I always say: Do not describe your characters. If the protagonist falls in love with that person, the reader will imagine that person to be beautiful after the model of his own taste. If you give the love interest a specific appearance, chances are that your reader finds that look unattractive and won't be able to follow your protagonist.
Do the same with all things that vary among your readers. Tell your readers of the effect that a character has, but
leave it up to the reader to imagine the kind of person that would cause such an effect.
I mainly agree with most folks here, although I think that the old, old standby of "show, don't tell" applies. If you say that a guy is witty, at best the reader will think that whomever you've given the narrative voice to thinks the character is witty (which by the way can be useful - for instance, if you want to introduce a character who is a bit of a buffoon but who the narrator has a crush on or something, you can use that device to create some dramatic irony). If you have characters physically laughing at what a character is doing, at best you portray the idea that the other characters think this person is witty, or at least choose to laugh at their jokes. The worst case scenario in both cases is that the reader thinks you're trying too hard and puts down the book.
I like to think that I can write fairly funny prose but one thing I basically never do is have other characters laugh at it. Roll their eyes, yes. Sigh and tell them to get to the point, absolutely. For one thing, I like the irony that encompasses a joke not getting a laugh. For another, if someone really doesn't find the line funny, they get to sympathize with the not-laughing character. It's like a win-win for everyone.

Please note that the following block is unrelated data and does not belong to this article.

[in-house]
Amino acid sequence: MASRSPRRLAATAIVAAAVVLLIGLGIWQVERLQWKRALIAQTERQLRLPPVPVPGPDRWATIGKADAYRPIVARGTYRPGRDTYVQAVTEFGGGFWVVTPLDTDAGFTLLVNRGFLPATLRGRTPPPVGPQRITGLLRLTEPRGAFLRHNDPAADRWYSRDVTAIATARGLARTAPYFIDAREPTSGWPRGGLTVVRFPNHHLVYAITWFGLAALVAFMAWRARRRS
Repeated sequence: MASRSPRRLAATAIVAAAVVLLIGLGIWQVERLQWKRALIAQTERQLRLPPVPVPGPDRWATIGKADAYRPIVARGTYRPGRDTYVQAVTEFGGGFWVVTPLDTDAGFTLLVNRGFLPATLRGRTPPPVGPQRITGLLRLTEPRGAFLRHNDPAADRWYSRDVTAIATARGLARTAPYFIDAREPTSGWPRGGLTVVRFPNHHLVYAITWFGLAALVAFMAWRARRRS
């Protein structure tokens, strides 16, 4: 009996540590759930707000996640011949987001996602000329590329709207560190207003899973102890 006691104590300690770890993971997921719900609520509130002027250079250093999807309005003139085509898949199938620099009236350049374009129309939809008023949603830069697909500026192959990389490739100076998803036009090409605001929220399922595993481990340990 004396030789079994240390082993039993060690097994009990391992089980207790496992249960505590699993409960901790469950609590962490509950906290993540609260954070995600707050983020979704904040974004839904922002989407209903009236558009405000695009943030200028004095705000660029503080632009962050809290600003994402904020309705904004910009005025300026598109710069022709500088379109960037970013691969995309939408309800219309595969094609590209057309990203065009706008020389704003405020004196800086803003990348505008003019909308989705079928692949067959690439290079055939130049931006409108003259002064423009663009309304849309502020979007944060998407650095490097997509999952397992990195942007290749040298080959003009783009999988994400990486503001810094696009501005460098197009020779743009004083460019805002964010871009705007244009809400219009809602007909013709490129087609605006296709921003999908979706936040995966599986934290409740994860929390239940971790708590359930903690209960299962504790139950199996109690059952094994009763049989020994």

In addition to what others have said:
It's easy enough to buy a joke book or search the Internet for jokes. Then pick a few that you can fit into your story.
I read a book about how to be funny years ago -- not saying that I got A's in that class! -- where the writer said that an important trick is to be able to adapt jokes on the fly. You can often take a joke that was written in one context and just change some of the details around to fit it to the present context. Like, I read a joke once that involved telegrams. Well, no one sends telegrams any more. But then one day we were sitting around talking about email and I took a telegram story and just changed all the references from telegram to email.